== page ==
It is sobering to think of where Fairfax Media would have been had Greg Hywood not embarked on, and delivered, his traumatic cost-reduction and business restructuring program. Without that 'Fairfax of the Future' program the traditional core of Fairfax – its metropolitan mastheads – would almost certainly no longer exist.
The problem that has confronted Hywood, and indeed some of his predecessors, is that Fairfax’s revenues are declining faster than he can cut costs and that to the extent that he can replace diminishing print media revenue with digital revenues he is faced with the digital media reality of low margin revenues (Fairfax roams the pages for more cost clippings, June 6).
Hywood isn’t, of course, alone. The same issues are being grappled with around the world and, of course, by Fairfax’s major competitor, News Corporation Australia*.
The impact on what was once a classified advertising-based broadsheet core, however, has been quite devastating and Fairfax would be getting nervous that the digital disease is now showing up in what were once regarded as its more resilient regional newspaper operations.
The headline numbers in today’s results tell the story. Revenues for the group’s continuing businesses were down 5.9 per cent, expenses were down 1.8 per cent and earnings were down 28.6 per cent even though it was a 53-week period. Hywood delivered $118 million of cost reductions but his revenues are falling faster than his costs.
So far the Fairfax of the Future program has taken an annualised $193 million out of the group’s cost base and, after Hywood added an additional $60 million to his target earlier this year, remains on track to achieve his $311 million of savings by the end of the 2014-15 year. This financial year the target is for between $100 million and $120 million of new savings.
At the moment, however, Fairfax is having to cut harder just to slow the rate at which its earnings are dwindling. Hywood said today that while there had been some moderation in the rate of revenue decline in the first six weeks of the current financial year, it was down 8 per cent on the same period last year.
There were some encouraging slivers within an otherwise very familiar result. Digital revenues did increase 14 per cent and, in the troubled metros, circulation revenue was up 17.4 per cent, or $32.8 million after some cover price rises and the culling of unprofitable circulation (Fairfax still seeks romance in a digital world, August 22). The Domain property business nearly offset a 33 per cent decline in print advertising revenue with a 16.3 per cent increase in digital revenues.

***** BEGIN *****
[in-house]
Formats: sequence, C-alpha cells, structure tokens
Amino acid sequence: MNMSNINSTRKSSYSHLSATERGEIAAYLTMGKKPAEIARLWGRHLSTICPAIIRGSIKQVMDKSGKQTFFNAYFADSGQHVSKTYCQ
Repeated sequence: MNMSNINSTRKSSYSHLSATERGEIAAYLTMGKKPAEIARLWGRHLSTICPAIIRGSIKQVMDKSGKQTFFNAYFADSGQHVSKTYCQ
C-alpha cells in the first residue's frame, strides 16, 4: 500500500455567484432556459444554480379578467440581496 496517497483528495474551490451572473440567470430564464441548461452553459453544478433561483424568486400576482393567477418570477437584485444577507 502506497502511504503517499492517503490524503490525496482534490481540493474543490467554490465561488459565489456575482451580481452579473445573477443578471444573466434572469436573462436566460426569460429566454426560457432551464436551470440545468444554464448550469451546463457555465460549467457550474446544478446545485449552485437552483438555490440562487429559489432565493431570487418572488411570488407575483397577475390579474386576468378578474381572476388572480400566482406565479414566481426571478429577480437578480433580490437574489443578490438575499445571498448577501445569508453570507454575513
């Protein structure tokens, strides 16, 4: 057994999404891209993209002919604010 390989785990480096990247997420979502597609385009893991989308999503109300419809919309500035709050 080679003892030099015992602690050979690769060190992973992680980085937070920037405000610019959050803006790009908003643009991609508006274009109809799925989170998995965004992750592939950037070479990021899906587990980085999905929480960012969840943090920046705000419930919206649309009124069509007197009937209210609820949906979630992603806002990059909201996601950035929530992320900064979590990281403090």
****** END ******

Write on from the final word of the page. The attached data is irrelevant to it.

The problem is that advertising revenue was down 21 per cent, or $169 million. The earnings before interest and tax for the metro mastheads were down about 33 per cent, from $72.6 million to $48.8 million.
It’s a similar story in regional media, where Fairfax experienced a 10.4 per cent decline in revenue and, despite a solid reduction in its costs (down 8 per cent) experienced a 20.7 per cent decline in EBIT.
The revenue loss in its New Zealand operations was lower, at 4.7 per cent, but EBIT was still down 18.5 per cent. Only the broadcasting division swam against the tide, increasing revenue 8 per cent and EBIT 37 per cent.
The saving grace for Fairfax is that, largely due to the sale of its remaining interest in Trade Me, it has reduced net debt from $914 million to $154 million.
The Fairfax of the Future program Hywood is still implementing doesn’t buy the group salvation, only time. By itself, however, that is valuable.
The group’s digital revenue base is growing and the early response to the introduction of metered paywalls to its two main metro mastheads, The Sydney Morning Herald and The Age, is encouraging, with Hywood saying Fairfax had achieved half its 12-month target for paid subscribers within the first four weeks of their introduction. He said the group now had 68,000 paid digital subscriptions and 98,000 bundled print and digital subscriptions.
Digital subscriptions are, perhaps, an important element of a strategy for longer term viability but the total metro digital revenue, including Fairfax’s online classifieds and transaction businesses, was $260.8 million within a metro media revenue base of almost $1 billion. Costs within those metro media businesses were $917.6 million.
The confronting revenue/costs/margin equations Hywood and his peers are grappling with aren’t readily solvable, if indeed they can be solved. Buying time, at least, provides hope and an opportunity for a solution to emerge.
*News Corp Australia is the owner and publisher of Business Spectator.